The eastern street running parallel to the main square bears the name of another merchant nation, just like the southern and northern ones: Serbian Street. Nevertheless, also here we can find the traces of mezuzahs on some stone gateposts. The western street parallel to the main square is the only one which does not remind of a nation but of a place: Krakow. However, this name does not refer to the city of Krakow, but to the Krakow neighborhood beginning at the northeastern walls of the city, which was the second Jewish quarter of Lemberg. This quarter was populated at the same time as the Old Jewish Street, with Jews coming from Germany and Karaites coming from the Crimea. But as the privilege of King Casimir addressed only the merchants of the Old Jewish Street, the inhabitants of the Krakow did local and regional commerce as well as small scale industry. Over the centuries the quarter became more and more extensive and populated. Its last description can be read in the monumental Lemberg monography by Witold Szolginia, Tamten Lwów (“That” Lwów, 1996) whose translation we have already published.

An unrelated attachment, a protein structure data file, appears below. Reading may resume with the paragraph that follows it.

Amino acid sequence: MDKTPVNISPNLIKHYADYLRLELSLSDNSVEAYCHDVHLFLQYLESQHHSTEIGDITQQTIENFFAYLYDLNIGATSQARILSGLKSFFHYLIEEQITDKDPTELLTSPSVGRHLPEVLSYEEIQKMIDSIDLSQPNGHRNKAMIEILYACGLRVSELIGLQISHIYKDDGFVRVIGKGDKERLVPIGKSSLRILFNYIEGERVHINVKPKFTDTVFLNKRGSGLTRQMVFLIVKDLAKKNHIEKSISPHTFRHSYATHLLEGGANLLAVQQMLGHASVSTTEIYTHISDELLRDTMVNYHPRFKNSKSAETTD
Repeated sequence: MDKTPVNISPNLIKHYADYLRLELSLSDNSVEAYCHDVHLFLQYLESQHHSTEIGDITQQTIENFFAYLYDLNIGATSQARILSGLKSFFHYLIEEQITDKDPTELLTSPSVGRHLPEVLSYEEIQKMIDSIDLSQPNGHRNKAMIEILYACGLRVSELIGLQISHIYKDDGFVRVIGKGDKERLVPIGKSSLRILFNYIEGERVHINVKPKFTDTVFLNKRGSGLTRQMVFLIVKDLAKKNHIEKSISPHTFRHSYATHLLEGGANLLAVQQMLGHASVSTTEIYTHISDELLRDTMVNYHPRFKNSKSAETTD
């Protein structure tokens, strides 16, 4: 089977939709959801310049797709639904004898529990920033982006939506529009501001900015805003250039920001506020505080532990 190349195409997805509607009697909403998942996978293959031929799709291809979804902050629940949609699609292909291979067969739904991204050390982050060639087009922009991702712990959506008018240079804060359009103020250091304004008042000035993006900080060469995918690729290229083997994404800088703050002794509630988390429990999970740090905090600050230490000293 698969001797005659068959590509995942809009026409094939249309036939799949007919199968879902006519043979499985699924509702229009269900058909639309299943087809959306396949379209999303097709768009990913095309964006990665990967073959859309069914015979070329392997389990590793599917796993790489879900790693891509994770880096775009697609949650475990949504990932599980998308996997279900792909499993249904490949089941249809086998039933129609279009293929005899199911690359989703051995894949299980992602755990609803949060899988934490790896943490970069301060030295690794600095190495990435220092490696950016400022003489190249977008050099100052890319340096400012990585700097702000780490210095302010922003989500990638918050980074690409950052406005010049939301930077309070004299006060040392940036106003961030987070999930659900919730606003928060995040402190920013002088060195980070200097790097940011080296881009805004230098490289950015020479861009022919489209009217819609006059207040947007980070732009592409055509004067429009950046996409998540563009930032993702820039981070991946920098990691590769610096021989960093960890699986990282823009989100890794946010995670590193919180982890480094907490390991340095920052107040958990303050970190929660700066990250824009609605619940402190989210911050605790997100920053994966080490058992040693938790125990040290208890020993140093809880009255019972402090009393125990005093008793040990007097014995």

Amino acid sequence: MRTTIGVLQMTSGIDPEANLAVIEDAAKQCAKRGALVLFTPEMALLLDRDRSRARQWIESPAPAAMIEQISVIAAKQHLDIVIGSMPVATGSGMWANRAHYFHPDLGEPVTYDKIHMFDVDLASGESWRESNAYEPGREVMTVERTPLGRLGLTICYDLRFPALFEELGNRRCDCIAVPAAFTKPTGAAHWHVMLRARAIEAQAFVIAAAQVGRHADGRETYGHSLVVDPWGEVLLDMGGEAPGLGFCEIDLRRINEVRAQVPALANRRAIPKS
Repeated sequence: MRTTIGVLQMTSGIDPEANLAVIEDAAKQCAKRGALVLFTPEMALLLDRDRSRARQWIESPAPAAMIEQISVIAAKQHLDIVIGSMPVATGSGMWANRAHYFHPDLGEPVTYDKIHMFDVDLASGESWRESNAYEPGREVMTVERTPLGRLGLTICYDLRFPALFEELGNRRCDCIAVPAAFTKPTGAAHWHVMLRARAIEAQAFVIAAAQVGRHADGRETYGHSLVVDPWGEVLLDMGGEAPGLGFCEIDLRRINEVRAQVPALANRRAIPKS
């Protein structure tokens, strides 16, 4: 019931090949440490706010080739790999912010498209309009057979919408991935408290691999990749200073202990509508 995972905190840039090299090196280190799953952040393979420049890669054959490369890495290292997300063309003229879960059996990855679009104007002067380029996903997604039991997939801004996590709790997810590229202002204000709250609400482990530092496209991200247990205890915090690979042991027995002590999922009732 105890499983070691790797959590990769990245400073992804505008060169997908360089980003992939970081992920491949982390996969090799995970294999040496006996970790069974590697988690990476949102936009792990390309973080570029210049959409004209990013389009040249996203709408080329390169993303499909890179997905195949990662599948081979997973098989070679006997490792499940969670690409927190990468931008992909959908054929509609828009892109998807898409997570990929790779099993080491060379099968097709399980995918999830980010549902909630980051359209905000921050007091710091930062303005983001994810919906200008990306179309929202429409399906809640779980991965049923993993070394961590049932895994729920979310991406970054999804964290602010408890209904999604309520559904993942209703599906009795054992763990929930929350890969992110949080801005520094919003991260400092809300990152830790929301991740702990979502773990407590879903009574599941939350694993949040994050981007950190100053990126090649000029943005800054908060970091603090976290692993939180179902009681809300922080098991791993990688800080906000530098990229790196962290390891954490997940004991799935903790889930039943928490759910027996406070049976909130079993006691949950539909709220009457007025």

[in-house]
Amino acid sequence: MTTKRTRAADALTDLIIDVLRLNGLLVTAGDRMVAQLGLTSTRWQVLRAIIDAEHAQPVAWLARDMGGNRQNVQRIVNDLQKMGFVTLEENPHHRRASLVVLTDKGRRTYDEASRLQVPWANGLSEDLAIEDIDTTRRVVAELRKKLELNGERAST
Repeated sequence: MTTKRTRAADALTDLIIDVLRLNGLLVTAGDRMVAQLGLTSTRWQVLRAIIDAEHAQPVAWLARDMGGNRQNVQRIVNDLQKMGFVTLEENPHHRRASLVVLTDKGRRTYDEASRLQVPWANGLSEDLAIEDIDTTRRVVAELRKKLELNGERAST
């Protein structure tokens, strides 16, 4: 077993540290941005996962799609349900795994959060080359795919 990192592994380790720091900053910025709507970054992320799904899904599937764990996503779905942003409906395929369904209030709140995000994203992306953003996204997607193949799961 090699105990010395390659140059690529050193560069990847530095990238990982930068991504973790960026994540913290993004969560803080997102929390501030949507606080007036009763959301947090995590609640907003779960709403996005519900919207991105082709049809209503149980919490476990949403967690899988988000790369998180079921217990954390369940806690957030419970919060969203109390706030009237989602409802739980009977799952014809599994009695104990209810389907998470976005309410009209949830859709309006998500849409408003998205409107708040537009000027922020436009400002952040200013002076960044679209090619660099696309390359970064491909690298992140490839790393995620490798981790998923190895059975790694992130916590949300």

Szolginia’s description sets before us a densely built and populated quarter. It is therefore surprising that in the northern part of the Krakow, right behind the opera house, we find today two large squares. The first one has even no name: it is just a large gap between the food market and Syanska Street, today used as a playground. Only a barely noticeable plaque at the corner of the playground recalls that until 1943 on this lot stood the Great Suburban Synagogue, built in 1633. The site has remained vacant ever since.

A little higher up, over the former Fish Market, at the corner of the Stary Rynok there stood the Reform Synagogue, built between 1843 and 1846 on the model of the Reform Synagogue of Vienna. The synagogue, which was a forerunner of the haskalah, the Jewish enlightenment, as well as of German culture, was erected with a powerful support of the Austrian authorities in midst of the suspicion and hostility of the local Orthodox and Hasidic communities, and it divided for decades the Jews of Lemberg. It was blown up together with the other two synagogues in 1943. Its former place is also remembered by an empty lot.